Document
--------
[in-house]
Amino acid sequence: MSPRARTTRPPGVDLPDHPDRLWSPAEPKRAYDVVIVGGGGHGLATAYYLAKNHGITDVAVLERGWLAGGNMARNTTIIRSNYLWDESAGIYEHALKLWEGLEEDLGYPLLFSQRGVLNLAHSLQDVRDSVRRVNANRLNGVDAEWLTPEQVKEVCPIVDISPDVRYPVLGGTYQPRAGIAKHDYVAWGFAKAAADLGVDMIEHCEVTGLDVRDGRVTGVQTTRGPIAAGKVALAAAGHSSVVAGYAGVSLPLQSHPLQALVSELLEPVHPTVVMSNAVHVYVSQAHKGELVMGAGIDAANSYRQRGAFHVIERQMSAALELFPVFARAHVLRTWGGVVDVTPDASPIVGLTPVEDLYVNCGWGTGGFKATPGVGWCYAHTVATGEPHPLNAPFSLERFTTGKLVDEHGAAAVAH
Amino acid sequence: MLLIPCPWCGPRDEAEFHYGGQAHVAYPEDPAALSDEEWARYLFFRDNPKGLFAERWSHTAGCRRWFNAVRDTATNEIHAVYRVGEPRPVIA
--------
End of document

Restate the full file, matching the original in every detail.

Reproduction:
[in-house]
Amino acid sequence: MSPRARTTRPPGVDLPDHPDRLWSPAEPKRAYDVVIVGGGGHGLATAYYLAKNHGITDVAVLERGWLAGGNMARNTTIIRSNYLWDESAGIYEHALKLWEGLEEDLGYPLLFSQRGVLNLAHSLQDVRDSVRRVNANRLNGVDAEWLTPEQVKEVCPIVDISPDVRYPVLGGTYQPRAGIAKHDYVAWGFAKAAADLGVDMIEHCEVTGLDVRDGRVTGVQTTRGPIAAGKVALAAAGHSSVVAGYAGVSLPLQSHPLQALVSELLEPVHPTVVMSNAVHVYVSQAHKGELVMGAGIDAANSYRQRGAFHVIERQMSAALELFPVFARAHVLRTWGGVVDVTPDASPIVGLTPVEDLYVNCGWGTGGFKATPGVGWCYAHTVATGEPHPLNAPFSLERFTTGKLVDEHGAAAVAH
Amino acid sequence: MLLIPCPWCGPRDEAEFHYGGQAHVAYPEDPAALSDEEWARYLFFRDNPKGLFAERWSHTAGCRRWFNAVRDTATNEIHAVYRVGEPRPVIA